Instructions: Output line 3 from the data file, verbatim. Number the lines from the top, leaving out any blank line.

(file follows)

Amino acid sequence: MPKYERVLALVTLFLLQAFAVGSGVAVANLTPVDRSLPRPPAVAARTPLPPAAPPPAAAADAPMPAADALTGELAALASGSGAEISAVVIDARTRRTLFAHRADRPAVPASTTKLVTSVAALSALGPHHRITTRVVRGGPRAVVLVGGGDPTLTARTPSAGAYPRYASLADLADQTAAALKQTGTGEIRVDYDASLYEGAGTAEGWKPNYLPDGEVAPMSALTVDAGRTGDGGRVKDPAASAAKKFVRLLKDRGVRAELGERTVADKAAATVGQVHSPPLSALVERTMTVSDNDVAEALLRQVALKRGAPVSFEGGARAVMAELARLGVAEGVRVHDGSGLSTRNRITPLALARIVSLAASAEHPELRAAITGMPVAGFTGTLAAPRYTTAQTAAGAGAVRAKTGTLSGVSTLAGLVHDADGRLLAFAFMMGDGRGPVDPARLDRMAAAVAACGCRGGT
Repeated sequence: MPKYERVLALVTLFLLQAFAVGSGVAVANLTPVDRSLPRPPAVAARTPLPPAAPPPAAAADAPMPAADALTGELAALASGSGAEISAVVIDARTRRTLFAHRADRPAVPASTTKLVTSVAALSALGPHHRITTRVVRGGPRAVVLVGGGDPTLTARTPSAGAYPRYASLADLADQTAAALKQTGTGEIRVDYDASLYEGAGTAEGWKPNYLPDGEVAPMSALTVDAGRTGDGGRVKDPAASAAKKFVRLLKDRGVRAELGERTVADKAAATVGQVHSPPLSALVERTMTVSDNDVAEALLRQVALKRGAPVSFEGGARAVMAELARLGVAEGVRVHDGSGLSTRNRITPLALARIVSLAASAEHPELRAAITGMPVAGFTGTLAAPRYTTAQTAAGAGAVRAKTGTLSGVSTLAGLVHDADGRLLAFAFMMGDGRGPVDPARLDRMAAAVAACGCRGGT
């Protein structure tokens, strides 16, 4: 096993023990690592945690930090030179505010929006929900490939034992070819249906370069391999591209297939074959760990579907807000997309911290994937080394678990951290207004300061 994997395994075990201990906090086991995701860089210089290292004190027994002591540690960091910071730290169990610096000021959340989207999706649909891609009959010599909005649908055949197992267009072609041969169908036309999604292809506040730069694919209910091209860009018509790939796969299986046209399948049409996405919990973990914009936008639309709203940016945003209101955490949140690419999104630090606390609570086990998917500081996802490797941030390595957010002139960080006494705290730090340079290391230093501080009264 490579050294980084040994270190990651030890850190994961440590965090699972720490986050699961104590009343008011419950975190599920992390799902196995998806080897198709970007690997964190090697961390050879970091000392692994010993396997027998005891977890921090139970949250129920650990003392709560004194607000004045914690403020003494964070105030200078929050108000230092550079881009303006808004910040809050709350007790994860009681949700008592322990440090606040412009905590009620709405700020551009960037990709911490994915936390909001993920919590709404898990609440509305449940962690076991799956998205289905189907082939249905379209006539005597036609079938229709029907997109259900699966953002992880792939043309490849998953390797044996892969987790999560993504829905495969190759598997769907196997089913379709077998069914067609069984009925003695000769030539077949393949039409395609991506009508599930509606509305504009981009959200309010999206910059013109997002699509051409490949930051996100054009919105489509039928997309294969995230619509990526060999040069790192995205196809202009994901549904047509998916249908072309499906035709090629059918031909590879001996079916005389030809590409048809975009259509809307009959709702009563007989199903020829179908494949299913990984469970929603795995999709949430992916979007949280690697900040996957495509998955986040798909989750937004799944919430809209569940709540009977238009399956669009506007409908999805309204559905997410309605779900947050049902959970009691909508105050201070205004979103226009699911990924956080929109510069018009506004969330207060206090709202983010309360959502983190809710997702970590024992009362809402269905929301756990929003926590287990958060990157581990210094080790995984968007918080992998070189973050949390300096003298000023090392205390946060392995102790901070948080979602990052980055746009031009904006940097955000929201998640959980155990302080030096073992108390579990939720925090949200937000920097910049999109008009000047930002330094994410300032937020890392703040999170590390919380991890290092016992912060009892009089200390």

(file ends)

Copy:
């Protein structure tokens, strides 16, 4: 096993023990690592945690930090030179505010929006929900490939034992070819249906370069391999591209297939074959760990579907807000997309911290994937080394678990951290207004300061 994997395994075990201990906090086991995701860089210089290292004190027994002591540690960091910071730290169990610096000021959340989207999706649909891609009959010599909005649908055949197992267009072609041969169908036309999604292809506040730069694919209910091209860009018509790939796969299986046209399948049409996405919990973990914009936008639309709203940016945003209101955490949140690419999104630090606390609570086990998917500081996802490797941030390595957010002139960080006494705290730090340079290391230093501080009264 490579050294980084040994270190990651030890850190994961440590965090699972720490986050699961104590009343008011419950975190599920992390799902196995998806080897198709970007690997964190090697961390050879970091000392692994010993396997027998005891977890921090139970949250129920650990003392709560004194607000004045914690403020003494964070105030200078929050108000230092550079881009303006808004910040809050709350007790994860009681949700008592322990440090606040412009905590009620709405700020551009960037990709911490994915936390909001993920919590709404898990609440509305449940962690076991799956998205289905189907082939249905379209006539005597036609079938229709029907997109259900699966953002992880792939043309490849998953390797044996892969987790999560993504829905495969190759598997769907196997089913379709077998069914067609069984009925003695000769030539077949393949039409395609991506009508599930509606509305504009981009959200309010999206910059013109997002699509051409490949930051996100054009919105489509039928997309294969995230619509990526060999040069790192995205196809202009994901549904047509998916249908072309499906035709090629059918031909590879001996079916005389030809590409048809975009259509809307009959709702009563007989199903020829179908494949299913990984469970929603795995999709949430992916979007949280690697900040996957495509998955986040798909989750937004799944919430809209569940709540009977238009399956669009506007409908999805309204559905997410309605779900947050049902959970009691909508105050201070205004979103226009699911990924956080929109510069018009506004969330207060206090709202983010309360959502983190809710997702970590024992009362809402269905929301756990929003926590287990958060990157581990210094080790995984968007918080992998070189973050949390300096003298000023090392205390946060392995102790901070948080979602990052980055746009031009904006940097955000929201998640959980155990302080030096073992108390579990939720925090949200937000920097910049999109008009000047930002330094994410300032937020890392703040999170590390919380991890290092016992912060009892009089200390």